In 2022, the “sanctions” situation for Russia became tougher. The restrictions became larger scaled and were imposed by the USA, Great Britain, Canada, Japan, Switzerland and the EU countries. The EU introduced package sanctions, which were a set of simultaneous restrictions on several areas of the economy. They cover the imports of raw materials, electronics, the latest technologies and natural resources (in particular, coal and natural gas), limit transportation to and from the Russian Federation, ban the broadcasting of Russian channels, and suspend previously signed agreements with the EU countries. Sanctions were also imposed on some Russian oligarchs, officials and heads of the so-called Donetsk and Luhansk People’s Republics (DPR and LPR). A number of sanctions are also aimed at weakening Russia’s military complex.
On May 31, 2022, the EU adopted the sixth package of sanctions limiting the oil imports from the Russian Federation and excluded its largest bank, Sberbank, from the SWIFT payment system. Raw materials delivered by sea were sanctioned as well.
SWIFTThe Society for Worldwide Interbank Financial Telecommunications is an international system for transferring information and making payments used by global banks and financial institutions.
An important precedent was also set when hundreds of international companies left the Russian market. After 2014, some businesses partially limited their activities in Russia, for example, the American computer system manufacturer Dell stopped selling its products there. However, it was the first time that such a mass exodus took place. This process is not directly related to the introduction of sanctions, but rather concerns the reputational policy that companies independently choose to follow. An important factor here was the active stance of civil society which monitored brands’ compliance with their promises and urged consumers to refuse to support companies that continued to operate in the Russian Federation. Corporations themselves insist to stop financing Russia’s terrorism in Ukraine. Although many companies have already “cancelled” Russia and left its markets, there are still those that do not keep their promises and continue to operate on Russian market.
One of the consequences of sanctions on Russia was the default on June 27, 2022. Then, the terrorist state was supposed to settle its $100 million foreign debt, but due to the imposed restrictions, the money did not reach the creditors’ accounts. The government of the Russian Federation stated the funds were “stuck” in the Euroclear settlement system and claimed that the default was a “farce.” The Russian government uses verbal manipulation and invents mitigating terms and phrases to hide the truth or divert attention from its failures or any “inconvenient” phenomena.
All in all, the default really affects the Russian Federation. So far, it has more of a symbolic meaning, but only because the sanctions have already caused a major blow to the Russian economy. Nevertheless, even if the full-scale war with Ukraine ends and international restrictions are lifted, it will be difficult for the Russian economy to recover and attract new investments precisely due to the default whose results will be obvious in the long term.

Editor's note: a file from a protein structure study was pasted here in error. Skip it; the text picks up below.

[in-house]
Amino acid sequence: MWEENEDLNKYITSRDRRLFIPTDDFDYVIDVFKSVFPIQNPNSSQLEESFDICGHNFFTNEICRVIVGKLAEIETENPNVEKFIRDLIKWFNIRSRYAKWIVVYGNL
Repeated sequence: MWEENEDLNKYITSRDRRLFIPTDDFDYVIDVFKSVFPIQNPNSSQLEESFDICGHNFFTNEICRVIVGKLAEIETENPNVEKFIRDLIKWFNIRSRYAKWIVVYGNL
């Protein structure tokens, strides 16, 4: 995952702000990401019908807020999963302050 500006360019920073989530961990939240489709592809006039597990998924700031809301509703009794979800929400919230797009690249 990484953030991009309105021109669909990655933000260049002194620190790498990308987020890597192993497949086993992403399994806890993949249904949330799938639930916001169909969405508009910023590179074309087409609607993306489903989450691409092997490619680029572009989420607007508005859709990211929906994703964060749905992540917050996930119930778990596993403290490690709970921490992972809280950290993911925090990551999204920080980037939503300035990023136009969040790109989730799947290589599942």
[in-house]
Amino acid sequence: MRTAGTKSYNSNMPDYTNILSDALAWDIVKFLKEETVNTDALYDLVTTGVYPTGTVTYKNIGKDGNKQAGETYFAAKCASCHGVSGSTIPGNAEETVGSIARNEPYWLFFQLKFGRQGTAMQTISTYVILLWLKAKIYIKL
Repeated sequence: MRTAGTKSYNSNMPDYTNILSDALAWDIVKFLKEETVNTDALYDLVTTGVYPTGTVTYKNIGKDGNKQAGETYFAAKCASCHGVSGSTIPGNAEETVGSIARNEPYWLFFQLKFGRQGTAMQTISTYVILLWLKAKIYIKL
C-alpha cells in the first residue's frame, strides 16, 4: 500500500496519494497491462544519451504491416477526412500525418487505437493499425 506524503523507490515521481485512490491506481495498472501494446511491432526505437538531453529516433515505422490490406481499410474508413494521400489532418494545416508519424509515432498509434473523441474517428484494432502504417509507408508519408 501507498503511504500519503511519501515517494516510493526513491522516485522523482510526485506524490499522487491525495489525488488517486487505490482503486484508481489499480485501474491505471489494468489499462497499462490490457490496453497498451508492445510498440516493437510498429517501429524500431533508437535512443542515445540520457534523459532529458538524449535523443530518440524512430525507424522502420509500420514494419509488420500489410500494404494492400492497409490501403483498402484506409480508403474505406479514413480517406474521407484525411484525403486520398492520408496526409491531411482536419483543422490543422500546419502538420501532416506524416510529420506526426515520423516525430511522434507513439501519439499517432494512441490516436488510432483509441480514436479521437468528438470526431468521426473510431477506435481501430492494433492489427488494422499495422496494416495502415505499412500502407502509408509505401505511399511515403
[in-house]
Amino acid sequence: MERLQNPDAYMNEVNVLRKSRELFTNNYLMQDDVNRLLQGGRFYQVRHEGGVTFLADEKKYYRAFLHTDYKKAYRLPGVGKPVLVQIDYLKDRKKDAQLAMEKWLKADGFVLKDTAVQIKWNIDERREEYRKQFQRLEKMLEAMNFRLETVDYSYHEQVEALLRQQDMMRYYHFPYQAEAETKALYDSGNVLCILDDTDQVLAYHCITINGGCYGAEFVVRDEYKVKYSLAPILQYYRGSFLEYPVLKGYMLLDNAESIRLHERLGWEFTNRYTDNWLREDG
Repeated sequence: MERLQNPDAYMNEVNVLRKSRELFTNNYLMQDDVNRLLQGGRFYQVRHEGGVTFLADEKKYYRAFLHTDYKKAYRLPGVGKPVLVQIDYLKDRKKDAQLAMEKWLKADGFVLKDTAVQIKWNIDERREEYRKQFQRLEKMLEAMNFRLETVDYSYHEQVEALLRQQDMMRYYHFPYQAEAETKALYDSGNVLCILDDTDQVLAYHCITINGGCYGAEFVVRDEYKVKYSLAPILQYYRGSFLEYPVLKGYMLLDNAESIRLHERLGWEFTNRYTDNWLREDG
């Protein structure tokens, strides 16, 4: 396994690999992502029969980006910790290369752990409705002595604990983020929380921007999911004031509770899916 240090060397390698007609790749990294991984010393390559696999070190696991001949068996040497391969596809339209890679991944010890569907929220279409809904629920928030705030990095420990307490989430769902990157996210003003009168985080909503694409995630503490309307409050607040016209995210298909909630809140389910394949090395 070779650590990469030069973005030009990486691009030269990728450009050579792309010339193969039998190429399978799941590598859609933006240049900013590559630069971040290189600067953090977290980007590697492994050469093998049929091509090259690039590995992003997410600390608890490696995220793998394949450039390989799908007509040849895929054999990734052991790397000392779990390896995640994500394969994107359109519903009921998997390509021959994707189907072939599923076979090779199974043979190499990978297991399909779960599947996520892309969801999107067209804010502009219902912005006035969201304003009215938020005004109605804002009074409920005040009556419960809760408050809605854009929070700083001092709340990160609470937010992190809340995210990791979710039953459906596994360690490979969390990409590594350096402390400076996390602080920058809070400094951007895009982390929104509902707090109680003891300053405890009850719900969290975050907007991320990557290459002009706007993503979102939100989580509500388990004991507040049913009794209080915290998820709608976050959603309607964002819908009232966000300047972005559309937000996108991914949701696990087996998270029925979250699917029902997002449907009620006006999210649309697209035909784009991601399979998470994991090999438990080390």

Russia responds to restrictions in its own way: the regime assures that that will only strengthen its economy and make the country stronger. At the same time, Russia threatens sanctions in response and some of them are imposed even on the dead. It also responds by “import substitution” and nationalization of international companies.
Some sanctions against Russia are essentially not effective enough and, therefore, have almost no effect. A good example is sectoral sanctions imposed on Gazprombank, one of the three largest banks in Russia through which Russia receives payments for gas and oil from European countries, and then transfers salaries and “combat allowances” to the Russian military personnel.
The effectiveness of new restrictions has become a subject of discussion in international informational space. Analysts from different countries investigate whether the imposed sanctions are working, look into their current effect on specific areas of the Russian economy, and make forecasts for the future.
Opinions of Ukrainian experts
On March 30, 2022, the independent analytical center “Ukrainian Institute for the Future” (UIM) published a report, “Sanctions against the Russian Federation: what can actually break the Putin regime.” The analysts believe that, in general, sanctions will not threaten the dictatorial regime in the next one or two years. However, they will have a critical impact on the level and quality of life of Russians in the long term, approximately in 10 years. This will increase emigration and escalate the demographic crisis in Russia. UIM puts forward the following arguments to prove their point of view.
First, protest sentiments in Russia are still low, while the security services remain loyal to the Putin regime. The middle class that lives in big cities might be the only source of qualitative political changes, especially, young people (up to 30 years old), who are already experiencing the impact of sanctions and pressure from the existing system can be the only source of quality political changes.